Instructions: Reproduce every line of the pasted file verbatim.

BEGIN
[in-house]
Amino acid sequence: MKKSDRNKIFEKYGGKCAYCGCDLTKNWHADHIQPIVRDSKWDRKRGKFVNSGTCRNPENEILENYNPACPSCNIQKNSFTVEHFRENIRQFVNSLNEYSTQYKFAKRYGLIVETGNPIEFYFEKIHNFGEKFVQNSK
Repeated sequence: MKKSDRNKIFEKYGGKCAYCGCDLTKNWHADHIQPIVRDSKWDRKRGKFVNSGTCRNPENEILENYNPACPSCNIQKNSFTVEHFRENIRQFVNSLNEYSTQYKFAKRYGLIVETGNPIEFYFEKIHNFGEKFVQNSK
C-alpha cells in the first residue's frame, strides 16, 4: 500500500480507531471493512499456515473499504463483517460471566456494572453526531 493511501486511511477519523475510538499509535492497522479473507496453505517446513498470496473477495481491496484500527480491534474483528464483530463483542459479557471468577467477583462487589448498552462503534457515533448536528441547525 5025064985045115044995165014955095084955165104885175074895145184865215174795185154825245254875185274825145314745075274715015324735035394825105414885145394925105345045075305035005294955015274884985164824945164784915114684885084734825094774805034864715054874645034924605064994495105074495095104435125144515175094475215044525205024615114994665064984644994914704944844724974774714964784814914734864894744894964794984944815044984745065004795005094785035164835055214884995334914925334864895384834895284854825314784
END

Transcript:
[in-house]
Amino acid sequence: MKKSDRNKIFEKYGGKCAYCGCDLTKNWHADHIQPIVRDSKWDRKRGKFVNSGTCRNPENEILENYNPACPSCNIQKNSFTVEHFRENIRQFVNSLNEYSTQYKFAKRYGLIVETGNPIEFYFEKIHNFGEKFVQNSK
Repeated sequence: MKKSDRNKIFEKYGGKCAYCGCDLTKNWHADHIQPIVRDSKWDRKRGKFVNSGTCRNPENEILENYNPACPSCNIQKNSFTVEHFRENIRQFVNSLNEYSTQYKFAKRYGLIVETGNPIEFYFEKIHNFGEKFVQNSK
C-alpha cells in the first residue's frame, strides 16, 4: 500500500480507531471493512499456515473499504463483517460471566456494572453526531 493511501486511511477519523475510538499509535492497522479473507496453505517446513498470496473477495481491496484500527480491534474483528464483530463483542459479557471468577467477583462487589448498552462503534457515533448536528441547525 5025064985045115044995165014955095084955165104885175074895145184865215174795185154825245254875185274825145314745075274715015324735035394825105414885145394925105345045075305035005294955015274884985164824945164784915114684885084734825094774805034864715054874645034924605064994495105074495095104435125144515175094475215044525205024615114994665064984644994914704944844724974774714964784814914734864894744894964794984944815044984745065004795005094785035164835055214884995334914925334864895384834895284854825314784